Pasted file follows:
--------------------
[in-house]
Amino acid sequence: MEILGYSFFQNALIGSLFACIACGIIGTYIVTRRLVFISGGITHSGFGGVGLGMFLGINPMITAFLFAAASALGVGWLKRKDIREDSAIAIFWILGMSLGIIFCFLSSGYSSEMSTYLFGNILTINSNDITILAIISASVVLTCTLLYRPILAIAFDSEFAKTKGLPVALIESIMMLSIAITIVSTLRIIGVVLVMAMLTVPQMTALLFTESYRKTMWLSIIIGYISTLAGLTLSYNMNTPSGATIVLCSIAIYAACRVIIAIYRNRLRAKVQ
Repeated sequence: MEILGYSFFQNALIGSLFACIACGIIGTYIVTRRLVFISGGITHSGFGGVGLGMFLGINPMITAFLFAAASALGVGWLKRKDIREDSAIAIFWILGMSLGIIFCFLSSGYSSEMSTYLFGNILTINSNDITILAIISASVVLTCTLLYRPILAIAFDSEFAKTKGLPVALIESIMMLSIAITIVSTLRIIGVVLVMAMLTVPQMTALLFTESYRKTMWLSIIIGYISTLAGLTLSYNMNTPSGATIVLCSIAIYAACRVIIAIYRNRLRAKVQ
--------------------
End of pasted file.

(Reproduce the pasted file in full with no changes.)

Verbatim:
[in-house]
Amino acid sequence: MEILGYSFFQNALIGSLFACIACGIIGTYIVTRRLVFISGGITHSGFGGVGLGMFLGINPMITAFLFAAASALGVGWLKRKDIREDSAIAIFWILGMSLGIIFCFLSSGYSSEMSTYLFGNILTINSNDITILAIISASVVLTCTLLYRPILAIAFDSEFAKTKGLPVALIESIMMLSIAITIVSTLRIIGVVLVMAMLTVPQMTALLFTESYRKTMWLSIIIGYISTLAGLTLSYNMNTPSGATIVLCSIAIYAACRVIIAIYRNRLRAKVQ
Repeated sequence: MEILGYSFFQNALIGSLFACIACGIIGTYIVTRRLVFISGGITHSGFGGVGLGMFLGINPMITAFLFAAASALGVGWLKRKDIREDSAIAIFWILGMSLGIIFCFLSSGYSSEMSTYLFGNILTINSNDITILAIISASVVLTCTLLYRPILAIAFDSEFAKTKGLPVALIESIMMLSIAITIVSTLRIIGVVLVMAMLTVPQMTALLFTESYRKTMWLSIIIGYISTLAGLTLSYNMNTPSGATIVLCSIAIYAACRVIIAIYRNRLRAKVQ